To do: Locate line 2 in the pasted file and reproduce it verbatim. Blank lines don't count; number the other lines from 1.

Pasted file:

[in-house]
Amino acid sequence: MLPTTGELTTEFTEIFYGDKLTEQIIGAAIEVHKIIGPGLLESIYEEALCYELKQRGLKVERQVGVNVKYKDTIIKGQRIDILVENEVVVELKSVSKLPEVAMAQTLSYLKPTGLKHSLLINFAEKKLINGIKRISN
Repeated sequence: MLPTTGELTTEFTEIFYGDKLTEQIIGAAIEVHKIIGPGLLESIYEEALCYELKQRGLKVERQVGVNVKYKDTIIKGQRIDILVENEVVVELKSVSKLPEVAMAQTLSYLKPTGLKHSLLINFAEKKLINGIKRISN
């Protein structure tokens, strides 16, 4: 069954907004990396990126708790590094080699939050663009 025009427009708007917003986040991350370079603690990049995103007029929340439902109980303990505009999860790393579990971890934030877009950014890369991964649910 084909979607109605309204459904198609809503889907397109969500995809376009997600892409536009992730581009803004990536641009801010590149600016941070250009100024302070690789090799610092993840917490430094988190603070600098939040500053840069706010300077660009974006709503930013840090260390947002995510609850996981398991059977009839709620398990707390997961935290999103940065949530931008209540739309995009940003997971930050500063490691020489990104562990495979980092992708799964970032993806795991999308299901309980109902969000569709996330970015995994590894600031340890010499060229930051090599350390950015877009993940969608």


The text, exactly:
Amino acid sequence: MLPTTGELTTEFTEIFYGDKLTEQIIGAAIEVHKIIGPGLLESIYEEALCYELKQRGLKVERQVGVNVKYKDTIIKGQRIDILVENEVVVELKSVSKLPEVAMAQTLSYLKPTGLKHSLLINFAEKKLINGIKRISN